14. Consume Micro-plants
consisting of blue-green algae, chlorella, spirulina, wheat grass, and
barley grass contain more vitamins and minerals than kale and broccoli.
They are an excellent source of two important phytochemicals:
chlorophyll and lycopene. Micro-plants, commercially known as green
foods, contain a concentrated combination of phytochemicals, vitamins,
minerals, bioflavonoids, proteins, amino acids, essential fatty acids,
enzymes, coenzymes, and fiber. They support your body’s ability to
detoxify heavy metals, pesticides, and other toxins, plus boost your
immunity to disease.
15. Chomp on Chives
chive flowers are high in vitamin C, folic acid, potassium, calcium, and
blood-building iron. They promote good digestion, reduce flatulence,
prevent bad breath, and help stimulate your metabolism. Chives, when
eaten regularly, may help to lower blood cholesterol levels. Because of
their high vitamin C content, they may help speed recovery from a cold;
the sulfurous compounds contained in chives are natural expectorants.
Best used fresh, chives are easy to grow in pots at home.
16. Munch on Olives
essential part of the Mediterranean diet, olives are delicious, and
their oil, high in monounsaturated fats, has been in the news because of
its ability to reduce “bad” cholesterol in the blood. Researchers also
suspect olive oil may protect against gastrointestinal cancer by
influencing the metabolism of the gut. Olive oil also contains Vitamin
E, antioxidants, and beta-carotene—all metabolism boosters. Dr. Andrew
Weil recommends the exclusive use of olive oil for fat in the diet.
Studies have shown that people who consume olive oil in preference to
other fats have a lower incidence of heart disease.
17. Eat More Wild Salmon
one of the primary superfoods. That’s because it’s laden with two types
of omega-3 fatty acids (DHA and EPA) that can have a dramatic impact on
reducing heart disease, Alzheimer’s disease, Parkinson’s disease, and
osteoporosis. With their anti-inflammatory properties, these fatty acids
also help blood clots from forming unnecessarily within the circulatory
system, may even prevent cardiac arrhythmia, and may help calm an
overactive immune system in people with autoimmune diseases. For the
healthiest, most eco-friendly, nutrient-packed salmon, check your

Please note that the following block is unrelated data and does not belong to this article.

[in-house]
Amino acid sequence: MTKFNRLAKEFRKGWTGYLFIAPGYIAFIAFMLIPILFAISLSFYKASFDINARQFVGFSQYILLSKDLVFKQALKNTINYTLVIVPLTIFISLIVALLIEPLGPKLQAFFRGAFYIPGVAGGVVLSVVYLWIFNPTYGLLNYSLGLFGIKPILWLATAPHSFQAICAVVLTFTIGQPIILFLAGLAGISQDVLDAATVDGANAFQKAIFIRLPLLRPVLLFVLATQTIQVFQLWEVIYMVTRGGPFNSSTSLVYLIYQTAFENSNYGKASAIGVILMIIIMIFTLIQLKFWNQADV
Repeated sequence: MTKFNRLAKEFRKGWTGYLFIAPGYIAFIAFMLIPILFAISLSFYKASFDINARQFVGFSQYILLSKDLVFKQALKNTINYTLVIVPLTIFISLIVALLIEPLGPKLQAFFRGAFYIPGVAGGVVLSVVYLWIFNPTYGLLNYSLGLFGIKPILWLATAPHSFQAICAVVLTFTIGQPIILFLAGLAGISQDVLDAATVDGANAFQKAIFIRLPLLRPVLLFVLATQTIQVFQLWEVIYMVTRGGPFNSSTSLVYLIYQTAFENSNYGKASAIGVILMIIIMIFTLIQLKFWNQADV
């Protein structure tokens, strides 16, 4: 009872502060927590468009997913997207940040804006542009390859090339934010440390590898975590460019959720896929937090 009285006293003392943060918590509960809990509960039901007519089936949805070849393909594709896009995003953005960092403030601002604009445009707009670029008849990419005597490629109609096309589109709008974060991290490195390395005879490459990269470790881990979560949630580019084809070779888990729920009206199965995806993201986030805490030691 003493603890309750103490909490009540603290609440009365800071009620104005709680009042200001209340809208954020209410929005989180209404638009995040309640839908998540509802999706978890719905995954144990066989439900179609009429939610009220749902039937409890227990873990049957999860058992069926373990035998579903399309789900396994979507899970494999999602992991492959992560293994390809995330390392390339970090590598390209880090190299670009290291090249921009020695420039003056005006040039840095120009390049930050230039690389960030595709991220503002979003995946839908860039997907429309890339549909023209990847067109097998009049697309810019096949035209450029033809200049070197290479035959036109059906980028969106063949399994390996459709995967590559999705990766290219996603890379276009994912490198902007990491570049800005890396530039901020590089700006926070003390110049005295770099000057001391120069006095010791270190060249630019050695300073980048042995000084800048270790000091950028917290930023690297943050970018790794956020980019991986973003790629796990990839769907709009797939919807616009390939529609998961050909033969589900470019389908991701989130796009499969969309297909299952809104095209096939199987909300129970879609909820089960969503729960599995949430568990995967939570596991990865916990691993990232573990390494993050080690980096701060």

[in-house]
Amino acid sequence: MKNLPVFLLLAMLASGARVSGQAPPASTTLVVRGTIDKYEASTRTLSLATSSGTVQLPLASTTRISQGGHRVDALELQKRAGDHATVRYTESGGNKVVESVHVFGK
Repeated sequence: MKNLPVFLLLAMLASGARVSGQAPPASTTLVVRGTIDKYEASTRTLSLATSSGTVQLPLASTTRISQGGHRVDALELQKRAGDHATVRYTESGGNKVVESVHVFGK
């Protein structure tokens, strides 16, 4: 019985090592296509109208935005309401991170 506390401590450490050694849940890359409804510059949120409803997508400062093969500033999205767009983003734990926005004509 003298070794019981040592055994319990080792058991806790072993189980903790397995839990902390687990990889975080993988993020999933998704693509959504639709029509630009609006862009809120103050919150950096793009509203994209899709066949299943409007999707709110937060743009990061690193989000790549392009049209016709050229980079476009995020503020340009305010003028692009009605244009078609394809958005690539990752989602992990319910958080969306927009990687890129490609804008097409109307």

grocery or local farmers’ market for wild salmon.
18. Eat Fresh Blueberries
In a Newsweek article
dated June 17, 2002, neuroscientist James Joseph of Tufts University
made it clear that when it comes to brain protection, there’s nothing
quite like the blueberry. Dr. Joseph calls it the “brain berry” and
attributes its health benefits to antioxidant and anti-inflammatory
compounds. He sees potential for reversing short-term memory loss and
forestalling many other effects of aging. The American Institute for
Cancer Research recommends eating blueberries because they are “one of
the best sources of antioxidants, substances that can slow the aging
process and reduce cell damage that can lead to cancer.” By eating only
half a cup of fresh or frozen blueberries a day, you can receive their
antioxidant protection and benefit from their anti-aging and
metabolism-boosting properties. When out of season, use frozen
blueberries in a smoothie or mixed with yogurt and walnuts as a
19. Eat Avocados
incredibly healthful for you. In addition to being packed with
important vitamins, avocados are able to lower bad cholesterol, decrease
your risk for cancer, and prevent heart disease because they include
oleic acid (a monounsaturated fat) and healthy fatty acids, and they are
high in magnesium and potassium. Research has also shown that these
tasty fruits help the body absorb nutrients from other foods eaten with
them. Just keep in mind that an avocado is high in calories— each fruit
contains approximately 300 calories and 35 grams of fat—as you figure
out new ways to incorporate it into your meals.
20. Feast on Low-Fat Yogurt
tasty and a great source of protein and calcium—which we’ll touch on
soon—but some yogurt also comes loaded with live cultures known as
probiotics. These creatures live in your intestine and are warriors
against bad bacteria and help with the digestive process (a recent study
showed that people who ate three servings of light yogurt a day lost 20
percent more weight than those who reduced their calorie intake alone).
21. Eat Dark Chocolate
good for you. Well, sort of. It’s still high in calories, but an ounce
of dark chocolate will provide you with antioxidants and can help lower
your blood pressure. Just keep in mind that the darker the chocolate,
the better off you are because dark chocolate contains the least amount
of fat and sugar.